I founded SQL Solutions Group 10 years ago (October 2010). In that time, we’ve done more than 100 Health Checks on customer systems. Based on that experience, we’re starting a series of posts to help you avoid pitfalls we often encounter. With this post, we show you how to configure Windows for better SQL Server performance. 

Not surprisingly, we see many of the same issues in almost every environment. This is an opportunity for us to share our knowledge in a series of blog posts. What we’ve learned from top offenders should be interesting and useful for our audience.

This post focuses on the Windows operating system and key configuration items that often get missed, which impairs performance. 

Power Plan

The default Windows Power Plan in most environments is Balanced. which sounds good for power savings. But it does not work well for production SQL Server and can result in multiple types of CPU-related performance issues. 

Set the Power Plan to High on all SQL Server environments. Don’t forget to include the BIOS/UEFI and virtualization layer host operating system if applicable. 

Also note that many times this is a setting controlled by Active Directory Group Policy and you may need to override it for your SQL Servers. This is one of the many reasons we recommend you put your SQL Servers in their own organizational unit.

Disk Layout

Years ago, it was standard practice for the DBA to be involved in storage design and configuration. We gave a lot of thought into where to store the data files (in multiple filegroups), log files and backups. Splitting this across multiple volumes meant different physical disks/spindles. So we all did things like spreading data files across as many spindles as possible, separating indexes from data, and putting log files on storage optimized for sequential writes. 

However, over the years storage area networks (SANs) have become more sophisticated, with volumes spread across disk pools containing hundreds of disks, tiering, virtualized storage, and so forth. Many in the industry think it no longer matters how we layout the data files. After all, the I/O is spread across all those disks anyway, right? Yes, that’s true at the physical storage level (the SAN). But, there is an entire storage path that the I/O travels to get there. Starting with the disk controller(s) at the OS level. Windows multi-threads and caches I/O at the controller level, so multiple drives on multiple controllers is still important for optimal performance.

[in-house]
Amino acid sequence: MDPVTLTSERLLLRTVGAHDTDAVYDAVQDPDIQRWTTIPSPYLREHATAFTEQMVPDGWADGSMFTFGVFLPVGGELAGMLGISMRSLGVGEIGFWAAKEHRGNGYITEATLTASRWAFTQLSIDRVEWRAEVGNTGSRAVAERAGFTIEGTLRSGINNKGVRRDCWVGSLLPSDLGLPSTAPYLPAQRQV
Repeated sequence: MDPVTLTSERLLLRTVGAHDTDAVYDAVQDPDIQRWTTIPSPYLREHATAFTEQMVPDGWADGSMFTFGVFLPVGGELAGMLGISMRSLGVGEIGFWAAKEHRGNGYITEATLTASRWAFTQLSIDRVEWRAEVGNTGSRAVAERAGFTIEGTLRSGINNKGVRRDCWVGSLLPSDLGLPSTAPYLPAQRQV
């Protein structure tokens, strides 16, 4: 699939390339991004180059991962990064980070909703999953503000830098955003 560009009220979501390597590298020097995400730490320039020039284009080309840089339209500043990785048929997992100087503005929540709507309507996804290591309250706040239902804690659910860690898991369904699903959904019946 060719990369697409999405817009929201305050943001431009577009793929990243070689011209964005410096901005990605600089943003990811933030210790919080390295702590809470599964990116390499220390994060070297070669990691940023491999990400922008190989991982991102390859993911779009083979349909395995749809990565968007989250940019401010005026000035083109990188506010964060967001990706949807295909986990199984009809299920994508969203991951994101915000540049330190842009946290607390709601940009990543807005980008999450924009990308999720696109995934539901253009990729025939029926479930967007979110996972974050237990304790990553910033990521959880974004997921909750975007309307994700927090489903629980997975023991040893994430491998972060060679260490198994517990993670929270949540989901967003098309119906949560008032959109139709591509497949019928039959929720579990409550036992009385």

NTFS Block Size

In addition to spreading the I/O across multiple disks/controllers, take care how you format the volumes. The default allocation unit size for Windows volumes is 4K. Because of the way SQL Server I/O works, a larger block size is best. We recommend 64K as a starting point best practice, but in some cases even larger is better.  

There are many ways to check this, but the easiest is using the fsutil command from an administrative command prompt.

SQL Server Service Accounts

For a variety of reasons, such as providing least privileged access to domain resources as well as managing security on the local system, it is best to use a domain-based service account rather than the default built-in accounts for SQL Server. We recommend a different account for each type of service (SQL Server, SQL Agent, SSRS, etc.) as well as per server. Use a naming convention to make these easy to identify. You can manage security across all SQL Servers by adding all service accounts to a global group. This allows one-at-a-time password changes, easier identification in audit logs as to which server has done something, etc.

In recent years, Group Managed Service Accounts (gMSA) have become available and that is an even better solution. There are some caveats for using these with SQL Server, so be sure to review the details before using.

Windows User Rights

There are two Windows User Rights that you should assign to the SQL Server Service Account. You can manage this via Group Policy or using the Local Security Policy management console on the server. 

  • Lock Pages in Memory (LPIM) – This allows SQLOS to better manage memory and avoid paging to disk.
  • Perform Volume Maintenance Tasks (PVMT) – This enables Instant File Initialization (IFI) so that you don’t block data file creation and growth operations while the new space is zeroed.

Summary 

These tips should help you configure Windows for better SQL Server outcomes and performance. True, the Windows OS Configuration might not seem that important when looking at the overall health of a SQL Server. But it (along with physical hardware and virtualization, when applicable) forms the foundation for SQL Server to run on. It’s important!

Getting it right will ensure that SQL Server is stable, secure, and high performance. 

Our next post will get into instance-level SQL Server configuration tips.